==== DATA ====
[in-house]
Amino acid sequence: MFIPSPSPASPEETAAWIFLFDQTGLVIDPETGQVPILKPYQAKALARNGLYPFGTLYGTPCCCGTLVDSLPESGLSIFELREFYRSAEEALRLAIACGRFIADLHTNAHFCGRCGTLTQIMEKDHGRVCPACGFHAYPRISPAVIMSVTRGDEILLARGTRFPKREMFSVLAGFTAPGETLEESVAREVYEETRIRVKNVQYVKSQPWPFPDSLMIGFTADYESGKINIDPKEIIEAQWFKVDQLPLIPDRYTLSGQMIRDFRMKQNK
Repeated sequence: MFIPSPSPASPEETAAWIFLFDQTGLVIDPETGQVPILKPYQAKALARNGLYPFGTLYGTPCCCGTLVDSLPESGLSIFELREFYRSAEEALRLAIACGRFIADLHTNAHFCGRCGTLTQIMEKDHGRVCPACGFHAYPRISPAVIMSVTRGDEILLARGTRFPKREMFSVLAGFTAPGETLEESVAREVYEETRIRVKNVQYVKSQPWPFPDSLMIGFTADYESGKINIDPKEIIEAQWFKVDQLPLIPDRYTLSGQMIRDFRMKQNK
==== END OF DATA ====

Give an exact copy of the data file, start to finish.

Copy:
[in-house]
Amino acid sequence: MFIPSPSPASPEETAAWIFLFDQTGLVIDPETGQVPILKPYQAKALARNGLYPFGTLYGTPCCCGTLVDSLPESGLSIFELREFYRSAEEALRLAIACGRFIADLHTNAHFCGRCGTLTQIMEKDHGRVCPACGFHAYPRISPAVIMSVTRGDEILLARGTRFPKREMFSVLAGFTAPGETLEESVAREVYEETRIRVKNVQYVKSQPWPFPDSLMIGFTADYESGKINIDPKEIIEAQWFKVDQLPLIPDRYTLSGQMIRDFRMKQNK
Repeated sequence: MFIPSPSPASPEETAAWIFLFDQTGLVIDPETGQVPILKPYQAKALARNGLYPFGTLYGTPCCCGTLVDSLPESGLSIFELREFYRSAEEALRLAIACGRFIADLHTNAHFCGRCGTLTQIMEKDHGRVCPACGFHAYPRISPAVIMSVTRGDEILLARGTRFPKREMFSVLAGFTAPGETLEESVAREVYEETRIRVKNVQYVKSQPWPFPDSLMIGFTADYESGKINIDPKEIIEAQWFKVDQLPLIPDRYTLSGQMIRDFRMKQNK